Harry grew up
singing and playing a series of instruments from the piano
to the clarinet, ukulele, baritone uke, and, in college, a six-string
lively folk scene provided the setting for Harry's first ventures
into public singing. From there, friendships with Dick Weissman
and Roger Abrahams fostered a growing interest in Anglo-American
1960, needing a break from his studies (preparing for an architectural
career), Harry traveled out to the Rocky Mountains for some skiing.
He found a job at "The Holy Cat" in Georgetown, as a
dishwasher, busboy, waiter, bartender, janitor, and if
there was a lull in the work at night he could sing in
he met Hal Neustaedter owner of "The Exodus,"
a folk club in Denver who suggested that he look into starting
a folklore center in Denver. With further encouragement from Izzy
Young, owner of the first and (then) only Folklore Center, in
New York's Greenwich Village, Harry opened the Denver Folklore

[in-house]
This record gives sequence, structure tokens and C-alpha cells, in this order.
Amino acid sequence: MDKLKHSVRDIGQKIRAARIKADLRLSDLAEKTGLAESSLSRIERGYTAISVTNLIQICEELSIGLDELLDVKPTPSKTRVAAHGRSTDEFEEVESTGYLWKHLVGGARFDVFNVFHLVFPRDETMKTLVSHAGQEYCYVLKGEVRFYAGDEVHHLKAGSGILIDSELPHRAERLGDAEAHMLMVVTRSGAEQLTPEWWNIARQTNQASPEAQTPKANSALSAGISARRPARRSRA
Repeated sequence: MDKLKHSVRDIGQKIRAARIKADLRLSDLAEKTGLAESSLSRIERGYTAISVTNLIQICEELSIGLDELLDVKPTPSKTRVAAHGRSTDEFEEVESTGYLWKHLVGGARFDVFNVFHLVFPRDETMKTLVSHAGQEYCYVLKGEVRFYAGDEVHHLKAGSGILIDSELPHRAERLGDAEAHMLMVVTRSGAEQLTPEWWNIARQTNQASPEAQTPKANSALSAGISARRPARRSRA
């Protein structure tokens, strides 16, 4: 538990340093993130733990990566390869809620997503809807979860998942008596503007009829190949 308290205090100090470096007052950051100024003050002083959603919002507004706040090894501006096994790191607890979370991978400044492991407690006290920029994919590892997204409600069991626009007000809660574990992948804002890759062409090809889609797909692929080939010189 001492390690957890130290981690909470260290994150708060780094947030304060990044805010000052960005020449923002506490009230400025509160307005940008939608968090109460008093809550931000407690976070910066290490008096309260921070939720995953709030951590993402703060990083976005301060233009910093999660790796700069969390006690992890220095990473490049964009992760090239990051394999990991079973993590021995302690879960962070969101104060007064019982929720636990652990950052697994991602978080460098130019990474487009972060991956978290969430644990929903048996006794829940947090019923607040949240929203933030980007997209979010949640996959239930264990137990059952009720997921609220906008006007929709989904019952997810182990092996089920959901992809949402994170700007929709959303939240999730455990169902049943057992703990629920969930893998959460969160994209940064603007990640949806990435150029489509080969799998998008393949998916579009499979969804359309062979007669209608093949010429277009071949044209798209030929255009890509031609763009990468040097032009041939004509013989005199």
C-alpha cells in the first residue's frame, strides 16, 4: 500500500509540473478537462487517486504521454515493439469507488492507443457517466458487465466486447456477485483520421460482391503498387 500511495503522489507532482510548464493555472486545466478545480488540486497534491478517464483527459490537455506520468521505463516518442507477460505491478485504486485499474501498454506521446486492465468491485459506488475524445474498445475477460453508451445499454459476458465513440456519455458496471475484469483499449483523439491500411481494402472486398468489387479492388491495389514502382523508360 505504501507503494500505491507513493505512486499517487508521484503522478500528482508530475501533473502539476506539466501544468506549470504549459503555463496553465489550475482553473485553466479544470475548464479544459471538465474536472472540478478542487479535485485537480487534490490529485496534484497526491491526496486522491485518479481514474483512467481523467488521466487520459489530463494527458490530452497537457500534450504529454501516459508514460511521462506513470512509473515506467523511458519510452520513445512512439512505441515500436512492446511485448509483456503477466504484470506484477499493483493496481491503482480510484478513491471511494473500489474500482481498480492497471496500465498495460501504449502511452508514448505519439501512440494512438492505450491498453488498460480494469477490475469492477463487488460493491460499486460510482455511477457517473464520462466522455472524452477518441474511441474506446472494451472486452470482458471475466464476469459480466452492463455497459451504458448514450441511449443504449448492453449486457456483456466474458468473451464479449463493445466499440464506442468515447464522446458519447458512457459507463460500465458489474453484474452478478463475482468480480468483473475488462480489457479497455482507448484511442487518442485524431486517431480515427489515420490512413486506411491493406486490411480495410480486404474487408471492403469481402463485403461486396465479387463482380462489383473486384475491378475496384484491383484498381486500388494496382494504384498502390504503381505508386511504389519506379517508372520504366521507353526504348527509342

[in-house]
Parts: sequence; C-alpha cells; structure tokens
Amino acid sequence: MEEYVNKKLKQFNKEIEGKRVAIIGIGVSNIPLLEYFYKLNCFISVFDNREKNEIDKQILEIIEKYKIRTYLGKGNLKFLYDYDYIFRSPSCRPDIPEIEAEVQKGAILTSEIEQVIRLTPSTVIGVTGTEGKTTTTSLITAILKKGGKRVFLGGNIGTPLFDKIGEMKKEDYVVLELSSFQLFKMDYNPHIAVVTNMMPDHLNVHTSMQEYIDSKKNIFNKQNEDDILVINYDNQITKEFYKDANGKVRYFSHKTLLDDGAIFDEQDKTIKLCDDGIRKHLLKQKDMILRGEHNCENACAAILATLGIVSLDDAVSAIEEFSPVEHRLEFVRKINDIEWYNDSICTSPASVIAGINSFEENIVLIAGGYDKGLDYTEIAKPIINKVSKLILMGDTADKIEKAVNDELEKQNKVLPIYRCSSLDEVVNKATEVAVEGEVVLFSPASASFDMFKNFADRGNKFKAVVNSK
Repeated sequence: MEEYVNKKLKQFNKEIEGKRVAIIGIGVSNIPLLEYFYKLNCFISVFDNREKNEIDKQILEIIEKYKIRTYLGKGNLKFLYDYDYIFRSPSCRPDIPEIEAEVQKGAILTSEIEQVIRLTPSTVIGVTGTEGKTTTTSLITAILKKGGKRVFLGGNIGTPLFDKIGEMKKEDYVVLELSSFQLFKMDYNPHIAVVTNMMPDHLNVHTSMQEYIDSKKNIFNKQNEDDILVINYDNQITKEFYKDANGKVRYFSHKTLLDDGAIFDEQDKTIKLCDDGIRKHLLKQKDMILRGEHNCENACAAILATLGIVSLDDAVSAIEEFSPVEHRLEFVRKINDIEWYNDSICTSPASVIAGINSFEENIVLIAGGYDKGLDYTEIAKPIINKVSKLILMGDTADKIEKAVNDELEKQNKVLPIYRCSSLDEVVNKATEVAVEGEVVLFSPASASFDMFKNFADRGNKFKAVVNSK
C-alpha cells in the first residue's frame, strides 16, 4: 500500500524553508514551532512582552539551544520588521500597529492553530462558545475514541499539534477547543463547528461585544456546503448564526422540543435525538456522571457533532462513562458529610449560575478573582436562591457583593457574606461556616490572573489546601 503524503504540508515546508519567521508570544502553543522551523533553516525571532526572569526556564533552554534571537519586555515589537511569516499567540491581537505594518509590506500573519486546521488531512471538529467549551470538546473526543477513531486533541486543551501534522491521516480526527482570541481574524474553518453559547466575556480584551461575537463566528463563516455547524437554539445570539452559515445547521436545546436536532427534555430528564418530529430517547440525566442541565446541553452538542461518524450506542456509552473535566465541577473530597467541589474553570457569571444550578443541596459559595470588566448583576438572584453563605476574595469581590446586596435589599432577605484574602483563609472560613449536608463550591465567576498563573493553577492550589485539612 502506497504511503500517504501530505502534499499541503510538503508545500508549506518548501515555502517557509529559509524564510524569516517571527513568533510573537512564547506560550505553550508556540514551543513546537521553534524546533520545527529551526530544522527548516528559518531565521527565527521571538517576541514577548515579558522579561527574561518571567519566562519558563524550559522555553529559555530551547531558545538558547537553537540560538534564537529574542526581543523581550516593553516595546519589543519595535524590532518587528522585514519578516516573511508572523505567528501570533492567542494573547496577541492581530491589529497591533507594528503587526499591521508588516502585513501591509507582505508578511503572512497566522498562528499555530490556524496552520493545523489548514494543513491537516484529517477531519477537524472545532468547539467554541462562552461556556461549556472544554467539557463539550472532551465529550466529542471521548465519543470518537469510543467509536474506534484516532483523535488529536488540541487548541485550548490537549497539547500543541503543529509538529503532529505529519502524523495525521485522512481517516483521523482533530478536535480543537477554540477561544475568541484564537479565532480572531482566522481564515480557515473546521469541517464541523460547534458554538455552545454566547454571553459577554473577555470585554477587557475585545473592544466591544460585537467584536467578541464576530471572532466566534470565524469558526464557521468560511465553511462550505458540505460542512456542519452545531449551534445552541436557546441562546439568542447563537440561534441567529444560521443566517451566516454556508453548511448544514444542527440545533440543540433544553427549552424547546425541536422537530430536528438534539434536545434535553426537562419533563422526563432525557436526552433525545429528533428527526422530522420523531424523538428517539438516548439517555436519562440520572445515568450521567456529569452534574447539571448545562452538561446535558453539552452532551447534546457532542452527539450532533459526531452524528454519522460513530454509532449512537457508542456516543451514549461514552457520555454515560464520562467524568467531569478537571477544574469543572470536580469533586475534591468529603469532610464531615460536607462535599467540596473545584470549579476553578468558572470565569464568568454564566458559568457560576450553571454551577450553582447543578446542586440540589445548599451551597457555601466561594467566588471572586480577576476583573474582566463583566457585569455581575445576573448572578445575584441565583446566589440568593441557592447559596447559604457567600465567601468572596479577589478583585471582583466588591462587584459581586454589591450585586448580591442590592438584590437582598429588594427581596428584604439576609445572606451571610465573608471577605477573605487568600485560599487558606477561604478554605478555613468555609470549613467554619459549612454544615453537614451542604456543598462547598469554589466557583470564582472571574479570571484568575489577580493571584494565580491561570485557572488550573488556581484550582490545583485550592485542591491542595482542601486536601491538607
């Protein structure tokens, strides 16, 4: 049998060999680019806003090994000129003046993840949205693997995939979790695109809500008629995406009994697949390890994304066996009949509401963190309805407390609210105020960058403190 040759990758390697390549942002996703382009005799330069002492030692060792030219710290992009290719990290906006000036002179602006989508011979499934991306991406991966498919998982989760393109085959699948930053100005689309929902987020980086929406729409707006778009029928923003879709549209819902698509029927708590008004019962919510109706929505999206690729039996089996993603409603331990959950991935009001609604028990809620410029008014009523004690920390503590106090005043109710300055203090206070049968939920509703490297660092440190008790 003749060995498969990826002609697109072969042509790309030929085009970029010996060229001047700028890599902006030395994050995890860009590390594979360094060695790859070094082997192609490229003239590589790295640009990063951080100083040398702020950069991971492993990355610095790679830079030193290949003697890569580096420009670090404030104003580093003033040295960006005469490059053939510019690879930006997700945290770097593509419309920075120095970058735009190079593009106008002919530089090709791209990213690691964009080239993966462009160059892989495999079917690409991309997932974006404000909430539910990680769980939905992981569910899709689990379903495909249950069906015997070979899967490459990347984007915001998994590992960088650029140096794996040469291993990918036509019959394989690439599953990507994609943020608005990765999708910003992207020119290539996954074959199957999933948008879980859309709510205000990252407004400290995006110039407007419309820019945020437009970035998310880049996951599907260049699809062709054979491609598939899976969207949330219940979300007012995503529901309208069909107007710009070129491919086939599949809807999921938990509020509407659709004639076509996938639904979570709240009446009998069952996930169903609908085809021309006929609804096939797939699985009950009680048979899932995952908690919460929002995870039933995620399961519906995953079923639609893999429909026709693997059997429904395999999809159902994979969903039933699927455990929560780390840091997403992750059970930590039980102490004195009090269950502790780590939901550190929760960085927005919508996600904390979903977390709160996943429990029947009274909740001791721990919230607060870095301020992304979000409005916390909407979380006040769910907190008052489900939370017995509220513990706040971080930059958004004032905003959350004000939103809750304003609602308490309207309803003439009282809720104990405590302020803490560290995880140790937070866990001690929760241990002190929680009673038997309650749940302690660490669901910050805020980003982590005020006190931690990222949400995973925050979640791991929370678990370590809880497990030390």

Center in March 1962.
his energies into the store over the years, Harry has found time
for teaching and occasional singing, as time allows.
- In 1972,
Harry and friends Steve Abbott and Jack Stanesco formed Grubstake
originally named "This Band Is Starving." Their
albums include "What You Do With What You Got" and
"Warts and All."
- In his
1976 album "Across
the Blue Mountains," Harry is ably joined by old friends
Dick Weissman, Jay Ungar, Ed Trickett, Artie Traum and Laraine
- You can hear song samples and read more about Harry's recordings on his website.
and when you find yourself in Denver, we hope you'll stop by the
Folklore Center. If Harry's not there, he's probably not far away.
We think you'll enjoy the mixture of people, music and merchandise
you'll find there.